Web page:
The harmful effect of noise on young children has been well documented. Apart from physiological hearing damage from prolonged exposure, a noisy environment can dull a child's listening skills. Just as frightening, children exposed to noisy surroundings routinely can lose the ability to distinguish some of the subtle speech components essential to the mastery of language. In today’s noisy world, many children have come to accept noise as a natural element in their everyday activities at home, in school or daycare, and in public places. The classroom should provide an environmental model that facilitates communication for all children regardless of their backgrounds or handicaps, and that requires acoustically optimized sourroundings.
Two important characteristics of an acoustically optimized classroom are a low background noise level and a low reverberation time. Classroom background noise may be caused by a heating/cooling ventilation (HVAC) unit, activity in an adjacent classroom or hallway, highway traffic or aircraft noise bleeding in from outside, student activity within the classroom, or any combination of these. Reverberation is the multiple reflections of sounds ricocheting off of hard surfaces within a room that can prolong and distort the original sound and interfere with speech intelligibility. It has the added effect of amplifying background noises, which compounds the problem.
A classroom with reverberant noise issues must be treated with sound absorbing material placed on top of the reflecting surfaces. Sound absorption also helps to reduce background noise levels and, by improving speech intelligibility, reduces the need for teachers to speak in raised voices in order to be heard by all pupils.
In Canada and Europe, workable classroom noise abatement policies have been in place for years, and the use of noise abatement materials is being implemented indoors, in addition to outdoor noise barrier fencing and structures to protect the hearing of both children and teachers.
Many older concrete structured schools are the worst classroom noise offenders, and a variety of corrective noise absorbing and noise barrier solutions are available that work easily with many of these old structures. Corrective action may also require the installation of reverberant noise absorping materials to the walls and ceilings too.
Obviously, a supportive acoustic environment is critical in any listening space, particularly the classroom where so much is at stake. Ideally, the acoustic quality of a classroom will enhance and project the teacher's voice, have a subdued level of reverberation or echo, and prevent the intrusion of unwanted sound, whether from the traffic outdoors, trains, airplanes, the building’s mechanical and HVAC systems and noise in adjacent spaces.
When you consider that approximately 60 percent of all classroom learning activities involve students listening to and participating in spoken communications with the teacher and other students, the presence of any serious, continuous noise should be a priority for corrective measures to be taken. Yet noise remains far too prevalent in American schools.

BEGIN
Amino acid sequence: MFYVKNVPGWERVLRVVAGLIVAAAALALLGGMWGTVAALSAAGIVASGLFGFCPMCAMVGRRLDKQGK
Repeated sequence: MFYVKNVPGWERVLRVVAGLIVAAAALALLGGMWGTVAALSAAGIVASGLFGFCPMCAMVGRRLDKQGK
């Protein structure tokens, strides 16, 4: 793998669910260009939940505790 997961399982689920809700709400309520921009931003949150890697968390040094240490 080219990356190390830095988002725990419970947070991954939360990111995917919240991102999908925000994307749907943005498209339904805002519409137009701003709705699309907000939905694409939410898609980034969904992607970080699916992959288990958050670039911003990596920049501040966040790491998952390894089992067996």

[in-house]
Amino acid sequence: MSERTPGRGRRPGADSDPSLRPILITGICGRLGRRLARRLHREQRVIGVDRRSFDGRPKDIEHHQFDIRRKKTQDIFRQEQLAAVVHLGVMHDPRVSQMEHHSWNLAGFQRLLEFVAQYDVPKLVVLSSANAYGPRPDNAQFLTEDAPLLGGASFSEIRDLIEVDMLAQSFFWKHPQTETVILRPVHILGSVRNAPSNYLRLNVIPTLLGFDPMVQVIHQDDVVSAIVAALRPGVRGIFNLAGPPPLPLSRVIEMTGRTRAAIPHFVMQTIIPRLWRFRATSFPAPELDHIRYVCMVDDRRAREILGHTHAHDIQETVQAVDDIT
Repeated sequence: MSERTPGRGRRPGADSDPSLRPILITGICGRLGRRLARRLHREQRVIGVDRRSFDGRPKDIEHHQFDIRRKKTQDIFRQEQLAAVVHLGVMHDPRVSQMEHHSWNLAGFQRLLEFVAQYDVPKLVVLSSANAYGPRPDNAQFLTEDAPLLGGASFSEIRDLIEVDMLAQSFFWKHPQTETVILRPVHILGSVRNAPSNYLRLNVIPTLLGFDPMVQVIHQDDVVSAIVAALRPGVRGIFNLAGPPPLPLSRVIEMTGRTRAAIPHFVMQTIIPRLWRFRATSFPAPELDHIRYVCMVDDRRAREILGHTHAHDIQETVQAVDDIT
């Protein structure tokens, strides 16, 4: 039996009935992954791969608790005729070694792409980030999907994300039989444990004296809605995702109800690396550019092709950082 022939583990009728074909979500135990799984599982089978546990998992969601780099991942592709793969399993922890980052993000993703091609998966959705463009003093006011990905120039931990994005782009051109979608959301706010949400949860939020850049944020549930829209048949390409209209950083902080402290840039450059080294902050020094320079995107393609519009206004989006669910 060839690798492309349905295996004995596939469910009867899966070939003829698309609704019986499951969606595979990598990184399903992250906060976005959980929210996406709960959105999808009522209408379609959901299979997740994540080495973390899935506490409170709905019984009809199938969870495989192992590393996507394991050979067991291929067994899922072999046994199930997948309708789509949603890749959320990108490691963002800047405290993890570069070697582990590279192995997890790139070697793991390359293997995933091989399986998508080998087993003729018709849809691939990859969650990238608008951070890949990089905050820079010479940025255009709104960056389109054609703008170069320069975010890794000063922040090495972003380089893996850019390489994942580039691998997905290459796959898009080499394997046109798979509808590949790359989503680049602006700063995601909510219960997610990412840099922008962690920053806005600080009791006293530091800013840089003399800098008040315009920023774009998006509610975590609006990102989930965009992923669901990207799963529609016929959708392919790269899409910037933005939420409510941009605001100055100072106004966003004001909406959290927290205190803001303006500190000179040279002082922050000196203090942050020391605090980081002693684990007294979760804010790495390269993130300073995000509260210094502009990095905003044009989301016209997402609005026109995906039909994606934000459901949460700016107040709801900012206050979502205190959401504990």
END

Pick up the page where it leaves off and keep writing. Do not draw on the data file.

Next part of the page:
According to the United States General Accounting Office, millions of students attend schools with unsatisfactory acoustical conditions. 21,900 schools exhibit poor acoustics or noise control, affecting more than 11 million students. Twenty-eight percent of all U.S. schools report unsatisfactory or very unsatisfactory environmental noise conditions -- higher than ventilation (27 percent), physical security (24 percent), indoor air quality (19 percent), heating (18 percent), or lighting (16 percent).
The excessive noise levels and lack of support for speech in these classrooms have failed countless students and led to difficulties in learning and instruction. The impediment these classrooms pose to learning is often under-appreciated by students, teachers, and administrators. In some cases, problems caused by poor acoustic conditions may have been falsely attributed to other factors (teacher performance, socio-economic factors, etc). The poor listening conditions in American classrooms results from a lack of understanding and awareness of the detrimental impact that noise and reverberation have on student learning.
If you’re old enough to have stepped foot in a hospital prior to, say, 1975, you remember it as a place of rest. Churches, libraries, and hospitals were once mandatory quiet zones, with signs plastered outside most American hospitals reminding passers-by to hush – there were, after all, people trying to heal inside.
Step inside any hospital today and you’re likely to experience noise hitting you from all angles; trays clattering, machines and gadgets beeping, buzzing, and blaring; doors opening and closing in varying degrees of loud, carts wheeling down concrete hallways, patients talking, visitors talking, nurses talking, physicians talking, physicians being paged...
Hospitals are still places of healing, but that doesn’t mean they’re restful.